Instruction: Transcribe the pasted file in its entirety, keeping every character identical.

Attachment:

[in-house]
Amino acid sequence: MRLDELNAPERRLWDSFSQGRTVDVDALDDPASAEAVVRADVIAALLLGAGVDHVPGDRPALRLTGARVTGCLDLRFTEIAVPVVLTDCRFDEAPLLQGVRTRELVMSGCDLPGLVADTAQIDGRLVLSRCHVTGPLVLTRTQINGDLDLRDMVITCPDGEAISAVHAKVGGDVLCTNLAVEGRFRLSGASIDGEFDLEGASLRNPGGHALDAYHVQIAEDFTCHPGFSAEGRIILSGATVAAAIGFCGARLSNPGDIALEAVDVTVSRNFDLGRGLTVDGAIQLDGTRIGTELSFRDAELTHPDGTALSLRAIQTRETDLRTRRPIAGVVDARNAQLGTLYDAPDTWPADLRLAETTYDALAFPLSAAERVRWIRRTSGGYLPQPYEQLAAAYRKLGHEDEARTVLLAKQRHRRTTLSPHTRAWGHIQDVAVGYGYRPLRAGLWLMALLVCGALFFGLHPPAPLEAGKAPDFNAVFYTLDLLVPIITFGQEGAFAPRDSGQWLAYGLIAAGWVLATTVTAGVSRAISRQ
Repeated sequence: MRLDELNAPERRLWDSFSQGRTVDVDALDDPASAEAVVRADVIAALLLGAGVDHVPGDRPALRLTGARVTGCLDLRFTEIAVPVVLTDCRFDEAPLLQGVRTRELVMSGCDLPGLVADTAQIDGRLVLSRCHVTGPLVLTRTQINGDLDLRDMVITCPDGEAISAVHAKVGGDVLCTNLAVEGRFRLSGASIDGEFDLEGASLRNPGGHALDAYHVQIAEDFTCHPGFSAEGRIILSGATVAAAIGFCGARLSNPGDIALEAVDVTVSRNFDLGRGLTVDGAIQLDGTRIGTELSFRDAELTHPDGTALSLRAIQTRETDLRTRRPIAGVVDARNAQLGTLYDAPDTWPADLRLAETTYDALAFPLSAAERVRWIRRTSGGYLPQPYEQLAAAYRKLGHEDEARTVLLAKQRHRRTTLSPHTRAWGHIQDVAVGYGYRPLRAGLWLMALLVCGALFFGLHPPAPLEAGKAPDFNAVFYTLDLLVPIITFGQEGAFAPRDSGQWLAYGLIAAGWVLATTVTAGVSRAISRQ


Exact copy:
[in-house]
Amino acid sequence: MRLDELNAPERRLWDSFSQGRTVDVDALDDPASAEAVVRADVIAALLLGAGVDHVPGDRPALRLTGARVTGCLDLRFTEIAVPVVLTDCRFDEAPLLQGVRTRELVMSGCDLPGLVADTAQIDGRLVLSRCHVTGPLVLTRTQINGDLDLRDMVITCPDGEAISAVHAKVGGDVLCTNLAVEGRFRLSGASIDGEFDLEGASLRNPGGHALDAYHVQIAEDFTCHPGFSAEGRIILSGATVAAAIGFCGARLSNPGDIALEAVDVTVSRNFDLGRGLTVDGAIQLDGTRIGTELSFRDAELTHPDGTALSLRAIQTRETDLRTRRPIAGVVDARNAQLGTLYDAPDTWPADLRLAETTYDALAFPLSAAERVRWIRRTSGGYLPQPYEQLAAAYRKLGHEDEARTVLLAKQRHRRTTLSPHTRAWGHIQDVAVGYGYRPLRAGLWLMALLVCGALFFGLHPPAPLEAGKAPDFNAVFYTLDLLVPIITFGQEGAFAPRDSGQWLAYGLIAAGWVLATTVTAGVSRAISRQ
Repeated sequence: MRLDELNAPERRLWDSFSQGRTVDVDALDDPASAEAVVRADVIAALLLGAGVDHVPGDRPALRLTGARVTGCLDLRFTEIAVPVVLTDCRFDEAPLLQGVRTRELVMSGCDLPGLVADTAQIDGRLVLSRCHVTGPLVLTRTQINGDLDLRDMVITCPDGEAISAVHAKVGGDVLCTNLAVEGRFRLSGASIDGEFDLEGASLRNPGGHALDAYHVQIAEDFTCHPGFSAEGRIILSGATVAAAIGFCGARLSNPGDIALEAVDVTVSRNFDLGRGLTVDGAIQLDGTRIGTELSFRDAELTHPDGTALSLRAIQTRETDLRTRRPIAGVVDARNAQLGTLYDAPDTWPADLRLAETTYDALAFPLSAAERVRWIRRTSGGYLPQPYEQLAAAYRKLGHEDEARTVLLAKQRHRRTTLSPHTRAWGHIQDVAVGYGYRPLRAGLWLMALLVCGALFFGLHPPAPLEAGKAPDFNAVFYTLDLLVPIITFGQEGAFAPRDSGQWLAYGLIAAGWVLATTVTAGVSRAISRQ